Irish look to little things to finish strong

SOUTH BEND, Ind. — The taking-care-of-the-little-things approach that seemingly eluded Notre Dame earlier this month resurfaced here and there before Saturday's game against BYU. For Brian Kelly, that attention to detail was evident the moment the Irish left their hotel Saturday morning.

Players may usually be on their phones "Facebooking," as the coach said, or even fussing about the weather.

And Saturday's conditions should have given them plenty to talk about.

"Hey, the weather is what it is," quarterback Tommy Rees said. "I grew up a couple hours from here so I'm used to that type of weather."

That attitude permeated throughout the roster.

"We walked out of the hotel, and it was blustery and cold, and not a mention of the weather," Kelly added. "It was a single‑minded focus, and I knew our guys were ready and locked in on playing the kind of football that we needed to play. I had a pretty good indication of the way we were going to play and the way we need to play."

In terms of physical and mental toughness, Kelly said, they might have played their best game of the season in the 23-13 victory. And down another man in Nick Martin, with nothing different to play for — against their best opponent yet, Stanford — the Irish will at the very least need a similar effort this Saturday on the road.

A bye week following a tough loss at Pitt gave the Irish two weeks to think about what they had just done.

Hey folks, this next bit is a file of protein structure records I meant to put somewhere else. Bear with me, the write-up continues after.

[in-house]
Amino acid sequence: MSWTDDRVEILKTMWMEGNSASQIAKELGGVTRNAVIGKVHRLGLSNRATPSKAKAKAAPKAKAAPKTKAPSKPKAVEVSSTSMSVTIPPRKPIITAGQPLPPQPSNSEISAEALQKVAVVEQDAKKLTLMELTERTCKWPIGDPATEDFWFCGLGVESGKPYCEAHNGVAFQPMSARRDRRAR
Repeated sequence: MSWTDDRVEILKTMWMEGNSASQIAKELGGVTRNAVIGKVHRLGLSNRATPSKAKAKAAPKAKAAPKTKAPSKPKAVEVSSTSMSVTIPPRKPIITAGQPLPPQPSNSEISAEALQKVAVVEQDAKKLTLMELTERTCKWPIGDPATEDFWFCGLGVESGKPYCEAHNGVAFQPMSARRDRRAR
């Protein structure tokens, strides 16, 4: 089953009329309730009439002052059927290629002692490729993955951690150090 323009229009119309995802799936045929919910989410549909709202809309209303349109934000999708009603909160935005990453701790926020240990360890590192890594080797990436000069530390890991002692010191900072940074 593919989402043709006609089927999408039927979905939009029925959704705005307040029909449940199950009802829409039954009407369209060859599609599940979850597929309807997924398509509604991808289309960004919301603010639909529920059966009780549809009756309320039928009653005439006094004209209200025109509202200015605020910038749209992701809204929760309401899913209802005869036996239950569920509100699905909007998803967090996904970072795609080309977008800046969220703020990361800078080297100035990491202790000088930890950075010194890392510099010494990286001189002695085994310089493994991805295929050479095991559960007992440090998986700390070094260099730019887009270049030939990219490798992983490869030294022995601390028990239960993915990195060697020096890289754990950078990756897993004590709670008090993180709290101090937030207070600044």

The conclusion, or question, as Kyle Brindza phrased it: Who likes to lose?

"That's our biggest thing: We want to be able to go out there all four quarters, to be able to go out there and win," the kicker said after being rewarded with another game ball for his efforts. "And today [Kelly] definitely told us dominate each quarter, dominate each play. It's not winning your one-on-one battles, it's dominating that play. So that was definitely one of the things that we took in mind."

Kelly's late-season success has been well documented, as his teams are 30-8 in November and December regular-season games as an FBS coach. That record is 12-2 at Notre Dame. And much of that ground has been covered without the carrots of BCS berths and other postseason goodies his players could aim to achieve.

No matter, TJ Jones said. You still keep the locker room tidy. You still pay attention in study hall and in meetings.

"You're at Notre Dame, one of the best universities, if not the the best university, in the country," said Jones, who insists his locker is always clean. "You have a lot to play for. You have a lot of people that you play with that you want to play for in the Notre Dame community. There's just people and yourself that you don't want to let down just because you can't go BCS."

This past Saturday, the effort was for the seniors in their home finale. Do that again, and it will not go unnoticed.

Bowl selection for Notre Dame — for this last season, at least — is a complicated process. There is looking at the destinations that have openings, and there is determining which of those destinations the Notre Dame road show could benefit most from.

But for an outfit with three Top 25 wins, and for the program's winningest senior class in 18 years (36 victories), the future might take a back seat to the present.

"In this instance I'm not really concerned about it from a recruiting standpoint," Kelly said of a bowl destination. "I want this to be a reward for our seniors, and so the bowl opportunity for our team is going to be in large degree based upon the input that I've gotten from our seniors and where they'd like to go and where they'd like to play."